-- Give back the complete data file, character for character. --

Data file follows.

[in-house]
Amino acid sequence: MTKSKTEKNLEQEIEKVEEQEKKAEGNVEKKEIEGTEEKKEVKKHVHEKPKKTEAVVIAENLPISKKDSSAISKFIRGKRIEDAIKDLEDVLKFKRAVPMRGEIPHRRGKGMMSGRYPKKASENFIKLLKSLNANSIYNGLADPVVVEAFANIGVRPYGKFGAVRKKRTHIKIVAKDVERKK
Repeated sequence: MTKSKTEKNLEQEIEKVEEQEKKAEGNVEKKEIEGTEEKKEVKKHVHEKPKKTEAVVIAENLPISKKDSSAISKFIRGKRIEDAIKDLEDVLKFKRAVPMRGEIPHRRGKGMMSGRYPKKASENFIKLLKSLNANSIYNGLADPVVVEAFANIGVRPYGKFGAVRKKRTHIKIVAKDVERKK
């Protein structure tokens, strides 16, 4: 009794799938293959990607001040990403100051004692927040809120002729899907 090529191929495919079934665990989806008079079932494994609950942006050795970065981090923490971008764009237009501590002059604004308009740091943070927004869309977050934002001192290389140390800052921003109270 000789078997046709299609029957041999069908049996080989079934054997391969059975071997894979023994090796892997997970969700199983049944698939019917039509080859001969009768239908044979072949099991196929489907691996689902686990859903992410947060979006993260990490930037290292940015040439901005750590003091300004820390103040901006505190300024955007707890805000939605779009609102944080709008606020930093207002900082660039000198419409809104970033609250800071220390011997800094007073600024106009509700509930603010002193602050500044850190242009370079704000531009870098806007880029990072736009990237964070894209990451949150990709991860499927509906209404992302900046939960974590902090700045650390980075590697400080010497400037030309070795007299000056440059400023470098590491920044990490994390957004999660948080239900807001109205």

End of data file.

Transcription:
[in-house]
Amino acid sequence: MTKSKTEKNLEQEIEKVEEQEKKAEGNVEKKEIEGTEEKKEVKKHVHEKPKKTEAVVIAENLPISKKDSSAISKFIRGKRIEDAIKDLEDVLKFKRAVPMRGEIPHRRGKGMMSGRYPKKASENFIKLLKSLNANSIYNGLADPVVVEAFANIGVRPYGKFGAVRKKRTHIKIVAKDVERKK
Repeated sequence: MTKSKTEKNLEQEIEKVEEQEKKAEGNVEKKEIEGTEEKKEVKKHVHEKPKKTEAVVIAENLPISKKDSSAISKFIRGKRIEDAIKDLEDVLKFKRAVPMRGEIPHRRGKGMMSGRYPKKASENFIKLLKSLNANSIYNGLADPVVVEAFANIGVRPYGKFGAVRKKRTHIKIVAKDVERKK
């Protein structure tokens, strides 16, 4: 009794799938293959990607001040990403100051004692927040809120002729899907 090529191929495919079934665990989806008079079932494994609950942006050795970065981090923490971008764009237009501590002059604004308009740091943070927004869309977050934002001192290389140390800052921003109270 000789078997046709299609029957041999069908049996080989079934054997391969059975071997894979023994090796892997997970969700199983049944698939019917039509080859001969009768239908044979072949099991196929489907691996689902686990859903992410947060979006993260990490930037290292940015040439901005750590003091300004820390103040901006505190300024955007707890805000939605779009609102944080709008606020930093207002900082660039000198419409809104970033609250800071220390011997800094007073600024106009509700509930603010002193602050500044850190242009370079704000531009870098806007880029990072736009990237964070894209990451949150990709991860499927509906209404992302900046939960974590902090700045650390980075590697400080010497400037030309070795007299000056440059400023470098590491920044990490994390957004999660948080239900807001109205």